TC Heartland Changed Controlling Law for Waiver of the Right to Object to Venue Under Rule 12

The Federal Circuit recently decided In re Micron, in which the panel resolved a district court split, holding that TC Heartland v. Kraft Foods changed controlling law for the purposes of Rule 12 waiver. Micron petitioned the Federal Circuit for a writ of mandamus to set aside the district court’s denial of Micron’s post-TC Heartland motion to dismiss or to transfer the case for improper venue. The district court held that Micron had waived its venue objection under Rule 12(g)(2) and (h)(1)(A) by failing to object to venue in its initial motion to dismiss, concluding that TC Heartland was not a change of law that would make waiver inappropriate. The Federal Circuit granted the petition for mandamus, vacated the district court order, and remanded.

A defendant objecting to venue may file a motion to dismiss for improper venue under Rule 12(b)(3). The ability to file a Rule 12(b)(3) motion, however, is constrained by Rule 12(h)(1)(A), which says a venue defense under Rule 12 is waived if it is omitted from an earlier filed motion to dismiss under Rule 12, in which the venue defense was “available to the defendant.” The question before the Federal Circuit was “whether the [TC Heartland] venue defense was available to Micron in August 2016.” The panel answered in the negative because “until the Supreme Court decided TC Heartland…, it would have been improper, given controlling precedent, for the district court to dismiss or to transfer for lack of venue.”

The Federal Circuit in VE Holding v. Johnson Gas Appliance held that the general venue state 28 U.S.C. § 1391(c), as amended in 1988, furnished a definition of “resides” that applies to the patent-specific venue provision of 28 U.S.C. § 1400(b). Thus, under VE Holding, “a corporate defendant was deemed to reside in any judicial district in which it was subject to personal jurisdiction at the time the action was commenced.” “It is undisputed that Micron comes within that broad definition.” And the 2011 amendment to § 1391(c) did not change this conclusion.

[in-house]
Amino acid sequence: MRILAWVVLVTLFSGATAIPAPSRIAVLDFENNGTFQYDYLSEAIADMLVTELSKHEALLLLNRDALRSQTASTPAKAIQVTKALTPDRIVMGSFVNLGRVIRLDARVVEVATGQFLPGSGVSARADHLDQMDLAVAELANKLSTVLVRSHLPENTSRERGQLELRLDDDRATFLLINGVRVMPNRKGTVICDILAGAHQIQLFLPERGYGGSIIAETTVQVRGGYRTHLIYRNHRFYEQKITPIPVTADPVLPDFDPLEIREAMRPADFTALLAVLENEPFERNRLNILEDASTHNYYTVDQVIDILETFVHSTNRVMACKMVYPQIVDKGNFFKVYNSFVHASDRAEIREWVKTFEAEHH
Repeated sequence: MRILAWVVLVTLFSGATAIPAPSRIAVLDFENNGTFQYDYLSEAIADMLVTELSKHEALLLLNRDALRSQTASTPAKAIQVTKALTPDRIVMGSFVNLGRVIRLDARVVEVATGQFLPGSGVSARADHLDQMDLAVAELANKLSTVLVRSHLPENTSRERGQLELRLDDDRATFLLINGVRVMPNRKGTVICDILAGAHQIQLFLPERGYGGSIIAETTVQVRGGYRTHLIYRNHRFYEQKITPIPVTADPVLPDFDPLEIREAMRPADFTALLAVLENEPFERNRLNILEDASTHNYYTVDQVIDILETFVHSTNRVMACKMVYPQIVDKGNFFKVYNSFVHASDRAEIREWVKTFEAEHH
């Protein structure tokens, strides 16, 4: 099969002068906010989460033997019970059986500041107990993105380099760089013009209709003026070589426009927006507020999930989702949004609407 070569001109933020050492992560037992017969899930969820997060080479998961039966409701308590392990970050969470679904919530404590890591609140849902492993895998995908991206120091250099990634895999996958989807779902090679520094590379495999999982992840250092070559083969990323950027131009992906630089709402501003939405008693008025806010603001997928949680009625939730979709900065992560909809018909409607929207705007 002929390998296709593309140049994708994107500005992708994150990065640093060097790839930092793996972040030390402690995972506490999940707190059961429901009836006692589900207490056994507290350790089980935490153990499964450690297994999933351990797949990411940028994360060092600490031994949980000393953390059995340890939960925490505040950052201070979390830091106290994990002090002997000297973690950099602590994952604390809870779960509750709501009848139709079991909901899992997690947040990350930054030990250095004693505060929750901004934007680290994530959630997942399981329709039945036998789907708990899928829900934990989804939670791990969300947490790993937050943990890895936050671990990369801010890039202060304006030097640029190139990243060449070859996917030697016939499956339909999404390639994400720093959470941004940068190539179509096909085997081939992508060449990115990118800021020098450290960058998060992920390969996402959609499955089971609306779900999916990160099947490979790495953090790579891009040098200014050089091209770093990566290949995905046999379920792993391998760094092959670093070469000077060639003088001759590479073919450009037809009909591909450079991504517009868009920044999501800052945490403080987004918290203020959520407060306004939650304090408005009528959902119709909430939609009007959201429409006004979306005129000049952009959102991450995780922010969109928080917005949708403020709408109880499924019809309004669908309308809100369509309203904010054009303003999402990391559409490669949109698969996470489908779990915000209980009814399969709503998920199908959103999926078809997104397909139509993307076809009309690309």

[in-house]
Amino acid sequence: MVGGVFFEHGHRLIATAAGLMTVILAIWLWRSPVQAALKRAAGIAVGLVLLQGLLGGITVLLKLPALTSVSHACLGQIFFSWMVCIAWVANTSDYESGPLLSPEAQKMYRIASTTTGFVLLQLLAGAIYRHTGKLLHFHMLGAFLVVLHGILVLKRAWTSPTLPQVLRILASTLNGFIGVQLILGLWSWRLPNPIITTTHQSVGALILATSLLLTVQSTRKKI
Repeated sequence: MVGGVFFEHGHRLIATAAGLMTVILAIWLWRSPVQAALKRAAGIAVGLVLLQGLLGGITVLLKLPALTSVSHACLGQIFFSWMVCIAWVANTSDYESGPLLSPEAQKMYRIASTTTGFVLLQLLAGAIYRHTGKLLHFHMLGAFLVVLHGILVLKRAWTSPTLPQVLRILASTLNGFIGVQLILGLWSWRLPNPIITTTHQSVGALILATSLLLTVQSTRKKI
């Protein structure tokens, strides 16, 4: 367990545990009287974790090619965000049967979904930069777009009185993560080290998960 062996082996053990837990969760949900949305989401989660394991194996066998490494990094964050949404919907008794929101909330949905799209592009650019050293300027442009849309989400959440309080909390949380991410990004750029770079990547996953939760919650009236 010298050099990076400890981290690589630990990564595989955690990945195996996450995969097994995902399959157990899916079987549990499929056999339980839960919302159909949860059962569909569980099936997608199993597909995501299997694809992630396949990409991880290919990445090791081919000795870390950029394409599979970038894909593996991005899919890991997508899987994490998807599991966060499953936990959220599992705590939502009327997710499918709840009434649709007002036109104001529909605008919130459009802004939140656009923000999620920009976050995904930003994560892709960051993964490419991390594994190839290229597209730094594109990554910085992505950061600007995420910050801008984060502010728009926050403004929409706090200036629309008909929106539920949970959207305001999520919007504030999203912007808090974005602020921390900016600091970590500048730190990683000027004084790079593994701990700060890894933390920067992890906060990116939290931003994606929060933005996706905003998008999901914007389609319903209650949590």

The Supreme Court, however, changed the controlling law in May 2017 when it decided TC Heartland. The Supreme Court rejected VE Holding and concluded that the definition of “resides” in the general venue statute of § 1391(c) “does not apply” to the patent-specific § 1400(b), instead holding that a domestic corporation “resides” only in its State of incorporation for purposes of § 1400(b). “That change of law, by severing § 1400(b) from § 1391(c), made available to Micron in this case the objection that it does not come within the meaning of ‘resides’ for purposes of venue under § 1400(b).” For this reason, the TC Heartland venue objection “was not available under Rule 12(g)(2) when Micron made its motion to dismiss in 2016.” Accordingly, Rule 12(h)(1)(A)’s waiver rule was not applicable.

The Federal Circuit remanded so the district court could consider whether Micron lost its right to object to venue “on grounds separate from Rule 12(h)(1)(A).” The district court under its “inherent powers” may find forfeiture “on sound determinations of untimeliness or consent.” On remand, if there are no sound non-Rule 12(h)(1)(A) forfeiture arguments, the district court is to consider the merits of venue under § 1400(b).

This decision provides ammunition to both defendants and plaintiffs in objecting to venue and in defending against a venue objection. On one hand, TC Heartland venue defenses may now be proper despite not having been raised in a prior Rule 12 motion to dismiss. On the other hand, the district court may nonetheless find the defense forfeited due to untimeliness or consent.

Jean E. Dassie is an Associate in the Gibbons Intellectual Property Department.
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